How to Shop for a PC Joystick
Joysticks vary greatly in terms of features, complexity, and price, so it's helpful to know what you need before you get too deep in the weeds comparing different joysticks.
First, decide what general class of joystick you need -- they can range from well under $100 to $400 or more, and the higher-end sticks tend to lean hard into giving gamers a sense of authenticity and immersion, as if you're flying something real. Pricier joysticks tend to be heavier and more stable on the desk, often made with a lot of metal components. If the stick is lighter, it'll need rubberized pads or suction cups to stay in one place.
The number of programmable buttons might initially seem like a big deal, but for most gamers, even a dozen buttons is generally enough. Keeping track of 50 or 100 customized buttons is not easy, and you'll need to be a dedicated Elite: Dangerous or Microsoft Flight Simulator fanatic to make the effort. The bottom line: The sheer number of buttons is probably not especially important. Something that does affect gameplay, though, is how easily those buttons can be remapped, and whether it's possible to download profiles with those buttons preconfigured for specific games.
Do you want a single stick, or are you interested in a HOTAS system? Standing for "hands on throttle and stick," a HOTAS combo is the fastest way to amp up the realism in a simulator. It's also convenient and fun. A HOTAS config usually includes two separate units -- one with the joystick and a second with the throttle. Some throttles go the extra mile by splitting, letting you control two engines at once much like in a real cockpit.
A joystick is a mechanical system, so you might also want to consider the actual mechanics. Some joysticks are stiffer or springier than others, while buttons and hats have their own feel as well. You might also consider it important for some buttons -- especially the trigger -- to have two positions, so you can activate different weapons based on how hard you squeeze.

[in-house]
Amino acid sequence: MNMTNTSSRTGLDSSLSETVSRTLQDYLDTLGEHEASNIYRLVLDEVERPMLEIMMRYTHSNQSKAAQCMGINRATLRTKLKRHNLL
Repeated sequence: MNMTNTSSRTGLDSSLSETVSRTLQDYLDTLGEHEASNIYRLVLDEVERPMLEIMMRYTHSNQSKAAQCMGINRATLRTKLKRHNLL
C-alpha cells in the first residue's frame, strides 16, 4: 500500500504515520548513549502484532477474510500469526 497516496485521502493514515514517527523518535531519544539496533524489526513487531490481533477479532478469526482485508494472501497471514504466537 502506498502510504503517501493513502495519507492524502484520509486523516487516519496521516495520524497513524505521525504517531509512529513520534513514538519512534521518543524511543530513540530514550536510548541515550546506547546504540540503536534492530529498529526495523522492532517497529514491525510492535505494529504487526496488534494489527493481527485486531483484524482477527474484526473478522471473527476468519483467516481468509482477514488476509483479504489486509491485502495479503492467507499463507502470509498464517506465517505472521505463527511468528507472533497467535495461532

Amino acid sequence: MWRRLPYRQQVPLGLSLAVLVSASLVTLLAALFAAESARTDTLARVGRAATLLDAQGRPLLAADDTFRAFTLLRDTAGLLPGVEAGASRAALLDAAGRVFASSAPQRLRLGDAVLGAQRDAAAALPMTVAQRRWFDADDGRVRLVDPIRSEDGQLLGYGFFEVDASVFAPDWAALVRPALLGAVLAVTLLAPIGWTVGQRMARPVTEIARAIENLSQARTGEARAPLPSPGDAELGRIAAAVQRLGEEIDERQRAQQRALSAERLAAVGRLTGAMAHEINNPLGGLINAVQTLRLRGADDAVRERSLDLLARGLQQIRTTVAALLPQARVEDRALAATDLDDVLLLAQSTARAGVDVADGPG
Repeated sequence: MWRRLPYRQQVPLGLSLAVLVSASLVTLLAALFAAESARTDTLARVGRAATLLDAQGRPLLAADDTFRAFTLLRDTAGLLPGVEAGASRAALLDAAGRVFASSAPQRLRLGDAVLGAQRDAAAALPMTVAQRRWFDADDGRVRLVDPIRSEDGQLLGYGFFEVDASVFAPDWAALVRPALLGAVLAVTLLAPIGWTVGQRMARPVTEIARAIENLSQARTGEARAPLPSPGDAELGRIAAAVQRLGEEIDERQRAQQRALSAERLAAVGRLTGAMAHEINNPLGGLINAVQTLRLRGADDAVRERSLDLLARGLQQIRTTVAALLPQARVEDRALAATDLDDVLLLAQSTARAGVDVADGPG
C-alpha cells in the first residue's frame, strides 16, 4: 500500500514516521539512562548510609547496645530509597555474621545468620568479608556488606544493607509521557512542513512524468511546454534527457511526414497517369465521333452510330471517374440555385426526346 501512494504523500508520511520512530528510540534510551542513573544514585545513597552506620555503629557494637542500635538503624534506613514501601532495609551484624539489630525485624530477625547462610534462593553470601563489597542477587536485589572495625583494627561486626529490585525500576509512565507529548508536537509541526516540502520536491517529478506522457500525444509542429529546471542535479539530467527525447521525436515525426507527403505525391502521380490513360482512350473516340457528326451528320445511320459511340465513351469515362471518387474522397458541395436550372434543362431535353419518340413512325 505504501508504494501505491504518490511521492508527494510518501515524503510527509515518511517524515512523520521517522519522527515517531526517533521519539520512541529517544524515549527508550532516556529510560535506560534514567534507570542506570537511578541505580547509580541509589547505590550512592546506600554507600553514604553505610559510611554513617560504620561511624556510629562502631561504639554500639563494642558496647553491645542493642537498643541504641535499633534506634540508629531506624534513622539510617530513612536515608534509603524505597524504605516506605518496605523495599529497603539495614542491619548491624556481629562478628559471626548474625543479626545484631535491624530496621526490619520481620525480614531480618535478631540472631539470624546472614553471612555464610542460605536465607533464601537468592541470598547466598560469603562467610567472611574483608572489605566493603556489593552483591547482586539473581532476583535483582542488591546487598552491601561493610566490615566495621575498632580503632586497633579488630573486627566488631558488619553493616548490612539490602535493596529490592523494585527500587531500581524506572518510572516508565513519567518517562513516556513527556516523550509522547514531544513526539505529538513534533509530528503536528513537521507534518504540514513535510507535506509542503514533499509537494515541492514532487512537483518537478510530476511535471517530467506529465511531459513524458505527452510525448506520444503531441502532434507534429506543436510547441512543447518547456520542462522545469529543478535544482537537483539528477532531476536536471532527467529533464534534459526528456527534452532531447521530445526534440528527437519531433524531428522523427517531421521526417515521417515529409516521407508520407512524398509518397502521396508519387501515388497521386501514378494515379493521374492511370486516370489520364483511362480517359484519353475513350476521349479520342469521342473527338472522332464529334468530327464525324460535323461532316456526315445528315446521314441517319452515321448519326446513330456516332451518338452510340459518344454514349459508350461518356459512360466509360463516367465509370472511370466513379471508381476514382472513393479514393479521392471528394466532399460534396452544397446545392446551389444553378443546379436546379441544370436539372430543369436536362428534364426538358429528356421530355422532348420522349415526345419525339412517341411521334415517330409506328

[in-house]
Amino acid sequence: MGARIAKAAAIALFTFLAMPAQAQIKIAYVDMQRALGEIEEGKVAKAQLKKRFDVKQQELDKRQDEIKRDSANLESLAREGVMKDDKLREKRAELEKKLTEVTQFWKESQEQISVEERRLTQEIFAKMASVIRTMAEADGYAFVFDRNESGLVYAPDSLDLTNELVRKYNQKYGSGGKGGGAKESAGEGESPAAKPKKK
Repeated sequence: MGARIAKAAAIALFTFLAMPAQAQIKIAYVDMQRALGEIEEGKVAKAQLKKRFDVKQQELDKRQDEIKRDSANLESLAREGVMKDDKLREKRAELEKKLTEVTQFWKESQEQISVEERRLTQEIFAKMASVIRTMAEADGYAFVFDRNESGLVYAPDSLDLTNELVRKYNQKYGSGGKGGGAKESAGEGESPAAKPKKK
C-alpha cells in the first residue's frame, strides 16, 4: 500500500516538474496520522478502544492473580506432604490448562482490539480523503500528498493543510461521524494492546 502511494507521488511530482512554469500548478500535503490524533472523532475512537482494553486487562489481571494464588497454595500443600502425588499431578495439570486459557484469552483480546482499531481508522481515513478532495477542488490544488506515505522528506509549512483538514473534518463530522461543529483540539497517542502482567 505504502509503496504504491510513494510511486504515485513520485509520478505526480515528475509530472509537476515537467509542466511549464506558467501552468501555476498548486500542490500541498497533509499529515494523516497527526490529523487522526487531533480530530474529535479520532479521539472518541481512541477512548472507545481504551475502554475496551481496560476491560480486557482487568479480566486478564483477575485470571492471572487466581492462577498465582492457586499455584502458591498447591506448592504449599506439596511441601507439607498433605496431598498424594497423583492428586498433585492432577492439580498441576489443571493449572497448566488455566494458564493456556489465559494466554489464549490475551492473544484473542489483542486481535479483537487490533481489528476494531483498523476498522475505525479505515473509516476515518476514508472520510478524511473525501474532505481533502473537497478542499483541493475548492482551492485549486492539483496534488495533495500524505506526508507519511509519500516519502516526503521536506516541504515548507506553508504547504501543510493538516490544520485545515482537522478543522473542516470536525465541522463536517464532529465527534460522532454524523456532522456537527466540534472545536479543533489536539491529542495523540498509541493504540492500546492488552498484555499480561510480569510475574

The Best Value in PC Joysticks: Which One Should You Choose?
The sad reality is that with interest in flight and space simulators at an all-time low, there isn't a lot of interest among manufacturers to create a lot of joystick options or to actively refresh their product line. But that's okay; there are still great choices for every kind of gamer.
If price is pretty much no object and you want the best, most authentic flight simulator experience available, look no further than the Logitech G X-56. Not only will it make you feel like a real pilot, but the programmability and huge array of buttons is ideal for a game like Elite: Dangerous. It edges out the Thrustmaster HOTAS Warthog because the Warthog lacks a Z-axis twist.
At the other end of the spectrum, the best value in an affordable joystick is the Thrustmaster T16000M FCS, a great stick that has Hall Effect calibration, well-marked buttons, and can even be quickly and easily configured for left- or right-hand use.